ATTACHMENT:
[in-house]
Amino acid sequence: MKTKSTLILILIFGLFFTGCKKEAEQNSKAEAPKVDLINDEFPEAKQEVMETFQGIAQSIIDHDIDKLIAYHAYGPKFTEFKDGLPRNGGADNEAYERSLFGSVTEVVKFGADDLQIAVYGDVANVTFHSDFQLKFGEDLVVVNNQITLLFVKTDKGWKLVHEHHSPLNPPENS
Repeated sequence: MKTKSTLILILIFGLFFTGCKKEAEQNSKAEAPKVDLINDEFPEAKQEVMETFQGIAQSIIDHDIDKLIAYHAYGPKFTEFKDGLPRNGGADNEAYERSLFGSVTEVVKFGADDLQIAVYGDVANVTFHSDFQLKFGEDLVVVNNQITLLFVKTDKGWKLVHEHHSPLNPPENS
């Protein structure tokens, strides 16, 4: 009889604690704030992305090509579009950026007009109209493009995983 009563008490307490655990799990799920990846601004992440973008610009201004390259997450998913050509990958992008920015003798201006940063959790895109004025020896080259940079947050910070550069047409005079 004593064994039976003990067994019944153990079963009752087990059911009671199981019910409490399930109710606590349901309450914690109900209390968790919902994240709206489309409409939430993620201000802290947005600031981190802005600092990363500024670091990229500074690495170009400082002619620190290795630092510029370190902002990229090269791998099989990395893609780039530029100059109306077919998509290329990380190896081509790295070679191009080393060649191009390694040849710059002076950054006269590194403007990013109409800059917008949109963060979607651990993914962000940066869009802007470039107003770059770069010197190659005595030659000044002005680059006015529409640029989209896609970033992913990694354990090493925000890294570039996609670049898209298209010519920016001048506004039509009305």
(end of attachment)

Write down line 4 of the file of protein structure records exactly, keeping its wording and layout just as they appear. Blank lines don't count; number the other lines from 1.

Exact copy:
């Protein structure tokens, strides 16, 4: 009889604690704030992305090509579009950026007009109209493009995983 009563008490307490655990799990799920990846601004992440973008610009201004390259997450998913050509990958992008920015003798201006940063959790895109004025020896080259940079947050910070550069047409005079 004593064994039976003990067994019944153990079963009752087990059911009671199981019910409490399930109710606590349901309450914690109900209390968790919902994240709206489309409409939430993620201000802290947005600031981190802005600092990363500024670091990229500074690495170009400082002619620190290795630092510029370190902002990229090269791998099989990395893609780039530029100059109306077919998509290329990380190896081509790295070679191009080393060649191009390694040849710059002076950054006269590194403007990013109409800059917008949109963060979607651990993914962000940066869009802007470039107003770059770069010197190659005595030659000044002005680059006015529409640029989209896609970033992913990694354990090493925000890294570039996609670049898209298209010519920016001048506004039509009305």